We are also mindful that APHA is taking place in the midst of the US mid-term elections (Tues, Nov 8, 2022), at a time of growing political contestation and conflict in the US (and worldwide) pitting: (a) the fight for a future premised on inclusive equitable, sustainable, and reparative social and economic democracy & human rights, vs. (b) those holding onto illiberal reactionary authoritarian, nationalist, and religious fundamentalist and pro-capitalist rule. We ask everyone to keep the Spirit of 1848 listserv updated with notices of any public actions or protests relevant to health justice that are being scheduled to take place in Boston during the time of the APHA meeting. To join the Spirit of 1848 listserv send a message to


Saturday of APHA
(Nov 5, 2022)
3:30 - 5:00pm   Radical History Tour
Monday of APHA
(Nov 7, 2022)
10:30 am -
12 noon
Social History of Public Health Session Subversive, critical, and inconvenient histories of public health in North America: Upending the dominant narrative

2:30 - 4:00 pm

Politics of Public Health Data Session Contested histories and politics of US Census racial/ethnic data: implications for analyzing structural racism and health equity
4:30 - 6:00 pm Activist Session What can activists for health justice learn from history?
Tuesday of APHA
(Nov 8, 2022)
8:30 am to 10:00 am Progressive Pedagogy Session Grounding public health pedagogy in people’s history for health justice
10:30 am to 12 noon Integrative Session Embodied histories, embodied truths, & health justice: critical reckonings for building the future
1:00 pm to 2:00 pm Student Poster Session Student poster session: social justice & public health
6:30 pm to 8:00 pm Labor/Business Meeting Annual meeting to discuss & plan Spirit of 1848 program & activities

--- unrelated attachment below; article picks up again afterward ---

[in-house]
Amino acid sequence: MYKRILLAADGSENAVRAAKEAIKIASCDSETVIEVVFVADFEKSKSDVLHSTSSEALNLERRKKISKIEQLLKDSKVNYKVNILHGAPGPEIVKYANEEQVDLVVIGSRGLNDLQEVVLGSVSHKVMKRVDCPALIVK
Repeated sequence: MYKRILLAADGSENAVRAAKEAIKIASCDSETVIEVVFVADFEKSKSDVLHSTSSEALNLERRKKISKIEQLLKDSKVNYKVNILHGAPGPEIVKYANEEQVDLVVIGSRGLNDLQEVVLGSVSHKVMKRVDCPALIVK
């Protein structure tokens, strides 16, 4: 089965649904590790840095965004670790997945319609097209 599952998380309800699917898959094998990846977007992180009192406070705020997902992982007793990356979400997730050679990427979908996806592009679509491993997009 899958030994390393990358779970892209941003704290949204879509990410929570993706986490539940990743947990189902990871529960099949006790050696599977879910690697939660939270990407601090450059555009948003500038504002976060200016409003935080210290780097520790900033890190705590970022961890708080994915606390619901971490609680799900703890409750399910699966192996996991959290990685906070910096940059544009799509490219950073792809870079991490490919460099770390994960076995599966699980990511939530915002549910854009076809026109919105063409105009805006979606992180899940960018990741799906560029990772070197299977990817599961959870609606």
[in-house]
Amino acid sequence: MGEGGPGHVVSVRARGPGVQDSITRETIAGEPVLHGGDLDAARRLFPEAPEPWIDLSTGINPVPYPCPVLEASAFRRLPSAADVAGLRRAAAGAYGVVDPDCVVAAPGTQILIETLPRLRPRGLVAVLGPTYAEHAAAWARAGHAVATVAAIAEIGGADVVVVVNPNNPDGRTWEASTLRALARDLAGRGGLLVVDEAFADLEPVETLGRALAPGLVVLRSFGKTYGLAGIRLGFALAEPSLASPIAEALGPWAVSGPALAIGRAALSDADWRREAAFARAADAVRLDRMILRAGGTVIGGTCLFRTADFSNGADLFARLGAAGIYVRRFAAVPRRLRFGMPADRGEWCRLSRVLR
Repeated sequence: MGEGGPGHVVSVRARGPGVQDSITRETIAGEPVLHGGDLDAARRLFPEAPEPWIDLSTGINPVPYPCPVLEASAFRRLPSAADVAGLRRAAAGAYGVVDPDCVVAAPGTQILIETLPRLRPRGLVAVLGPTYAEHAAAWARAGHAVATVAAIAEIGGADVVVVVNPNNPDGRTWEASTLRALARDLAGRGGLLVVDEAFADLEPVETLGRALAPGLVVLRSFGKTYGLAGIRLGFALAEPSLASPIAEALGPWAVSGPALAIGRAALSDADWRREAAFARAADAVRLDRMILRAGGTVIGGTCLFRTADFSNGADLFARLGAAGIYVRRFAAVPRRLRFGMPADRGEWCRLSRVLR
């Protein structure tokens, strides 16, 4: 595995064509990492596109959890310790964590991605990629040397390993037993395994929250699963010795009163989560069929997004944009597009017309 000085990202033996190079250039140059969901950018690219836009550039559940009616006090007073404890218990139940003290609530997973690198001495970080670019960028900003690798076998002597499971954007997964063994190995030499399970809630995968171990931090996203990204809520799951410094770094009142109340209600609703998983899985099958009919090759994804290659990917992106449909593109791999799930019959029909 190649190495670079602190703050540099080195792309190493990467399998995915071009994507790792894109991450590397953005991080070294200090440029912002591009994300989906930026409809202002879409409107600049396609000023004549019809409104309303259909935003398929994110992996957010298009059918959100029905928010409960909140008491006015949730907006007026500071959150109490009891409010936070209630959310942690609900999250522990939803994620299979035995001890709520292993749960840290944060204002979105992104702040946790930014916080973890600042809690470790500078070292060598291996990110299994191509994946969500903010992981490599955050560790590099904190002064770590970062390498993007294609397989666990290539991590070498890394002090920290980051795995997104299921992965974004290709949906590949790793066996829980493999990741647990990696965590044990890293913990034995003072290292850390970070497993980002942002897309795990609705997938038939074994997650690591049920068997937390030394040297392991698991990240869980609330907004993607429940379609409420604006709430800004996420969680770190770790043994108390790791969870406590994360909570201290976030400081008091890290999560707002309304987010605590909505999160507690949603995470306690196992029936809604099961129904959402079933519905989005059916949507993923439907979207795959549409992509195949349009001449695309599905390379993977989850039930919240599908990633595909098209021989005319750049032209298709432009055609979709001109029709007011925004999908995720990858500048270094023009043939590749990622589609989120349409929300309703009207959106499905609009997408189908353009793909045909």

3:30 to 5:00 pm:
RADICAL HISTORY TOUR: “People’s History Walking Tour of Boston” [FREE]
-- Register here!

Check out some of the major sites and events of Boston’s African-American, women’s, immigrant, and labor history. You’ll learn about the role of slavery in Boston’s economic development, Boston’s 54th Regiment of African-American Union soldiers in the Civil War, and the racial politics of Boston’s de facto segregated school system. You’ll encounter women’s rights activists, settlement house reformers, and female garment workers who organized the first women’s trade unions. You’ll get to know some of Boston’s historic neighborhoods –– the South End, Chinatown, West End, Beacon Hill, and the North End – and the political struggles over land use and urban renewal. You’ll meet the Irish, Jewish, Italian, Chinese, African-American and Latinx workers who built power within their workplaces and communities from the eighteenth century to the present day. The walk is about 3 miles through downtown Boston.



10:30 am to 12 noon:
SOCIAL HISTORY OF PUBLIC HEALTH SESSION: Subversive, Critical, and Inconvenient Histories of Public Health in North America: Upending the Dominant Narrative (Session #3099, BCEC 258A)

10:30 am — Introduction/moderator: Why subversive, critical, and inconvenient histories of public health need to be shared with the North American public health world Anne-Emanuelle Birn, ScD, MA
In introducing this session, I will focus on the importance of challenging dominant narratives in the history of public health in North America in order to center the struggles and resistance of those made marginalized by public health’s mainstream historiography. In this year marking the 150th anniversary of the American Public Health Association, such a critical perspective is crucial, not only to understanding the past but to transforming the present and helping shape the future.

10:40 am The racialization of psychoactive substances in the U.S.: prelude to the War on Drugs – Samuel K. Roberts, PhD